WestJet Airlines Ltd. is close to forging a new partnership with a U.S. airline as it seeks to draw more international traffic into its network, the carrier's new chief executive officer told investors Tuesday.
"In the United States we have negotiations ongoing for a partner," said Gregg Saretsky.
He added the Calgary-based airline isn't ready to provide any further details.
"But we are just on the verge of being able to announce something there," he said.
Earlier this spring, WestJet and another would-be partner, Southwest Airlines Co., called off a deal that had been in the works for two years.
On the surface, it would have appeared WestJet and Southwest would have been an ideal match. Both fly only one type of aircraft in their fleets - the Boeing 737 - and both pride themselves on their fun-loving corporate cultures.
Airlines often join forces in what are called code-share arrangements. Code-sharing essentially enables airlines to sell seats on one another's flights, allowing passengers to seamlessly transfer from one carrier's network to another.
Code-shares are often preceded by interline pacts, in which two or more airlines agree to collaborate on baggage handling and other tasks.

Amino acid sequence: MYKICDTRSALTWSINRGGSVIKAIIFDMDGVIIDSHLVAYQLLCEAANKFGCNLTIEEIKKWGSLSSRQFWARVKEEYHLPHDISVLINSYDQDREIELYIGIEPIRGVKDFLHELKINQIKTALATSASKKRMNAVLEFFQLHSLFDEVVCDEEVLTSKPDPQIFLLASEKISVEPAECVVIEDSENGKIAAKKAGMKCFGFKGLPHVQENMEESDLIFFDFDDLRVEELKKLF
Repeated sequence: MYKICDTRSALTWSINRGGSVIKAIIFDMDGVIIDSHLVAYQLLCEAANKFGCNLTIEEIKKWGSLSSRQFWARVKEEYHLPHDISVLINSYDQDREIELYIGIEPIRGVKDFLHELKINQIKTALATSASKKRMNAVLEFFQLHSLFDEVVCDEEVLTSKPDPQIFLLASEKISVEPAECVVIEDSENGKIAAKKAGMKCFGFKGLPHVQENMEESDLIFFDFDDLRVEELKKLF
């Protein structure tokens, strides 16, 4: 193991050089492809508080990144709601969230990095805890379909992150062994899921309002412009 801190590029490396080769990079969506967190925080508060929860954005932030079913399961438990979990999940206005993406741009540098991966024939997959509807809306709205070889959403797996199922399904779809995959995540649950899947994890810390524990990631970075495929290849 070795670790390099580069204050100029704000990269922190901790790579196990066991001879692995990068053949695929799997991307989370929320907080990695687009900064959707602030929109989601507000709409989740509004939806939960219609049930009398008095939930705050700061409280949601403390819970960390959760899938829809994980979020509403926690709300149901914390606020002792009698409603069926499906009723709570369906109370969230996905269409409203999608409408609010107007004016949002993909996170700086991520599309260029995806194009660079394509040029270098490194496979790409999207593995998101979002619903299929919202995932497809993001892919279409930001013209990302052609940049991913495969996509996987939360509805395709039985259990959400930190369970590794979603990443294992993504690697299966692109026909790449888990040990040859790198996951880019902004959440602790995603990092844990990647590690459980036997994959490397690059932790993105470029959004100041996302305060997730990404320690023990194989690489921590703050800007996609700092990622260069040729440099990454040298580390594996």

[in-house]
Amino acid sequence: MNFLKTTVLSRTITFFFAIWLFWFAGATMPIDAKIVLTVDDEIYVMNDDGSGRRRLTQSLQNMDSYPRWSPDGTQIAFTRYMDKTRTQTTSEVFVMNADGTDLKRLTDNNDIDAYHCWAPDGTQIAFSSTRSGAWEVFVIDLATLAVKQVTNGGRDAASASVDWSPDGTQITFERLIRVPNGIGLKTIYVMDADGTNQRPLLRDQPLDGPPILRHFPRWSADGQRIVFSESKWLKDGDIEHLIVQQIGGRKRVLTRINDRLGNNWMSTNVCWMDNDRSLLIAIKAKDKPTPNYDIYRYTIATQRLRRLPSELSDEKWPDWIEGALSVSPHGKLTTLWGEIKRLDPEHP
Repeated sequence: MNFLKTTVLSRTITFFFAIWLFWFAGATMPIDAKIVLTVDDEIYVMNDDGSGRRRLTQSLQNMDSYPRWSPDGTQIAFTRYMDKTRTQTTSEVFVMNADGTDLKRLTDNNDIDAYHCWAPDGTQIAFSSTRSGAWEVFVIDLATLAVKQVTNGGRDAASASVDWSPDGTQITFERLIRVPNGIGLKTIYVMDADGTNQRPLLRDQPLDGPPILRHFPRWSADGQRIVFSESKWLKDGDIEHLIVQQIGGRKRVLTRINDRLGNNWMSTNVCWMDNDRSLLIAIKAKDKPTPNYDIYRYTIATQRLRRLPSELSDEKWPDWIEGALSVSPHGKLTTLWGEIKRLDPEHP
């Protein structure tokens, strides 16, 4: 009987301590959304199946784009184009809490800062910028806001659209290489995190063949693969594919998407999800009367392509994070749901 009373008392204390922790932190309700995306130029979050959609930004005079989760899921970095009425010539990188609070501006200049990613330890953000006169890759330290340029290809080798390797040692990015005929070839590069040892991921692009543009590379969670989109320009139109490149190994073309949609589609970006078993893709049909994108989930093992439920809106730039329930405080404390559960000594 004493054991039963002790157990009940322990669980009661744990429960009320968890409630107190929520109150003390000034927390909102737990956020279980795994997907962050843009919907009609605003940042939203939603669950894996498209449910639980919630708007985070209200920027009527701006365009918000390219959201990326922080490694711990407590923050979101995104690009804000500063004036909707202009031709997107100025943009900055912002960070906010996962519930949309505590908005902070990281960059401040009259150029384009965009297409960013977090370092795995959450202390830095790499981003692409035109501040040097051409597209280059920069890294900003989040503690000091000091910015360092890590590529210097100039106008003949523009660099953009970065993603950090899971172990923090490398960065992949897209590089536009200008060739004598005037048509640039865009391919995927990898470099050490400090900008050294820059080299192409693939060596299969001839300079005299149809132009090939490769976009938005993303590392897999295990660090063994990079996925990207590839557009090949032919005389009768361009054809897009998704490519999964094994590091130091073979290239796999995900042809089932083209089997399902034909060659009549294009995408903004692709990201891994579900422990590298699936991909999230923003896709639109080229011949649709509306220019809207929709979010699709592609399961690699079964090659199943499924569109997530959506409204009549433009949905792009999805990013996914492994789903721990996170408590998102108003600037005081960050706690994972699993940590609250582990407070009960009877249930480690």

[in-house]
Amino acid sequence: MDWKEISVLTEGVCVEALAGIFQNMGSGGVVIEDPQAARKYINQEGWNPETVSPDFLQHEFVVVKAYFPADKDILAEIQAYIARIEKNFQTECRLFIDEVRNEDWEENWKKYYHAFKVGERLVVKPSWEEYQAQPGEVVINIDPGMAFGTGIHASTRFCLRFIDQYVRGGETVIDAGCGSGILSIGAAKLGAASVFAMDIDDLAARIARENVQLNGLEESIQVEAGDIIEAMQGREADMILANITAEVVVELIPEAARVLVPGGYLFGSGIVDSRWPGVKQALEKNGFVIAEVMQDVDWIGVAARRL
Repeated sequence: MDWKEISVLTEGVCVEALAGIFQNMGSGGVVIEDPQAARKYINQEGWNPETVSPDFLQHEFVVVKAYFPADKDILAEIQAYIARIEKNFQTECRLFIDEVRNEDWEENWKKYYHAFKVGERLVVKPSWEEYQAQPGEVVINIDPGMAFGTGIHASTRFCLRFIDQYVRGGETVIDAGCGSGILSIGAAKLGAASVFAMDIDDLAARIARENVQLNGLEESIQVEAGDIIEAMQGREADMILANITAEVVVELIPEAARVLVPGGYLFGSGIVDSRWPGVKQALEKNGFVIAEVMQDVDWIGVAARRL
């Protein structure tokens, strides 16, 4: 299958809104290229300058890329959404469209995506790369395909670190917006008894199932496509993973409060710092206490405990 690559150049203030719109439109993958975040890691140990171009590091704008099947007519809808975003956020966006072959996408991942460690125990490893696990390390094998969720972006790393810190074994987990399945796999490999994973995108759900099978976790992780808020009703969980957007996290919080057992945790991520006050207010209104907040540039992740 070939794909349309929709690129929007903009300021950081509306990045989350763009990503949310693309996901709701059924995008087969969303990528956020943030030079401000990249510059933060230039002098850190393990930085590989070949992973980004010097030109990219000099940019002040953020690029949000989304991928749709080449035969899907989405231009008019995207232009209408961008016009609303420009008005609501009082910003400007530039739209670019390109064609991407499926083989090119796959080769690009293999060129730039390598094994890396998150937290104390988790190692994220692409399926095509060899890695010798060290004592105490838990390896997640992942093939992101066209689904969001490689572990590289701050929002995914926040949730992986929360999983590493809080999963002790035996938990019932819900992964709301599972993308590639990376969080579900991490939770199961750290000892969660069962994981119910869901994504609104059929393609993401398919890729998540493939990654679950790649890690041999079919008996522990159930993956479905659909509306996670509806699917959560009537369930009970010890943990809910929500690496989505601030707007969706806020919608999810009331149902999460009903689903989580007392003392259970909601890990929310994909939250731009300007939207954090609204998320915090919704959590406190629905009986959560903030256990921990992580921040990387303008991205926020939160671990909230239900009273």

Last month WestJet and Hong Kong-based Cathay Pacific signed an inbound interline agreement, in which travellers from Asia can connect to various cities in Canada.
Mr. Saretsky said such partnerships are key to WestJet closing the gap with its chief domestic competitor, Air Canada.
"Every guest that gets off a Cathay Pacific plane and boards a WestJet flight in Vancouver going to Calgary or going to Toronto is one less person boarding the other guy."
As that relationship grows, WestJet will have enough traffic to justify flying more frequently between Vancouver and Toronto, for example.
"Code-share and interline is a way of bringing offshore traffic into the mix so that it can help drive the type of schedule parity that will be important to closing the gap on frequent guests that are travelling for business," Mr. Saretsky said.
In April, WestJet said it signed an agreement with Delta Air Lines Inc. with an option to acquire slots at New York's LaGuardia Airport, but that a partnership deal had not been reached.
Meanwhile, Mr. Saretsky said WestJet is in the early stages of examining whether it's possible to bring broadband wireless capability onto WestJet flights.
"Canada doesn't have the infrastructure to support it yet. It's going to require an investment, so our discussions have been focused around who makes the investment? How quickly can that happen?" he said.
"We believe this would be very in keeping with WestJet's brand in terms of being able to bring productivity to the in-flight experience."
Mr. Saretsky took the helm of WestJet in April, when his predecessor, Sean Durfy, resigned for personal reasons.
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